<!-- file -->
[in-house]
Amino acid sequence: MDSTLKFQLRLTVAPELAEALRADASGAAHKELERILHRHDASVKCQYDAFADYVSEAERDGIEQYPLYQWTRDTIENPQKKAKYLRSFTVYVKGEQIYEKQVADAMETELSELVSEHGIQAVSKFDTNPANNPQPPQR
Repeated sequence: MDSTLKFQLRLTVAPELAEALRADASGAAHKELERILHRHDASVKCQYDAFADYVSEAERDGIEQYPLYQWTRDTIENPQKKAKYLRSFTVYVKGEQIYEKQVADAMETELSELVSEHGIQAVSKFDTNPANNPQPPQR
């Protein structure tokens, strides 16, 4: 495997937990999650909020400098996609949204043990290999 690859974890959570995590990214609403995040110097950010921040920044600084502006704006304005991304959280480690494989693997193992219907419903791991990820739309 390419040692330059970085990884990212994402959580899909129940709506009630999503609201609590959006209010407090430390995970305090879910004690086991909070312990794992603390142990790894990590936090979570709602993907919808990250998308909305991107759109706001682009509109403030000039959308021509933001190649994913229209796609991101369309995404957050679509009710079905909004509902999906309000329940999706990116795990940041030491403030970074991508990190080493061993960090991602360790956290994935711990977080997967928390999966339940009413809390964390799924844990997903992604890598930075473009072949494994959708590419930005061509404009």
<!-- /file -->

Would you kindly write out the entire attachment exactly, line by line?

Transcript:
[in-house]
Amino acid sequence: MDSTLKFQLRLTVAPELAEALRADASGAAHKELERILHRHDASVKCQYDAFADYVSEAERDGIEQYPLYQWTRDTIENPQKKAKYLRSFTVYVKGEQIYEKQVADAMETELSELVSEHGIQAVSKFDTNPANNPQPPQR
Repeated sequence: MDSTLKFQLRLTVAPELAEALRADASGAAHKELERILHRHDASVKCQYDAFADYVSEAERDGIEQYPLYQWTRDTIENPQKKAKYLRSFTVYVKGEQIYEKQVADAMETELSELVSEHGIQAVSKFDTNPANNPQPPQR
């Protein structure tokens, strides 16, 4: 495997937990999650909020400098996609949204043990290999 690859974890959570995590990214609403995040110097950010921040920044600084502006704006304005991304959280480690494989693997193992219907419903791991990820739309 390419040692330059970085990884990212994402959580899909129940709506009630999503609201609590959006209010407090430390995970305090879910004690086991909070312990794992603390142990790894990590936090979570709602993907919808990250998308909305991107759109706001682009509109403030000039959308021509933001190649994913229209796609991101369309995404957050679509009710079905909004509902999906309000329940999706990116795990940041030491403030970074991508990190080493061993960090991602360790956290994935711990977080997967928390999966339940009413809390964390799924844990997903992604890598930075473009072949494994959708590419930005061509404009």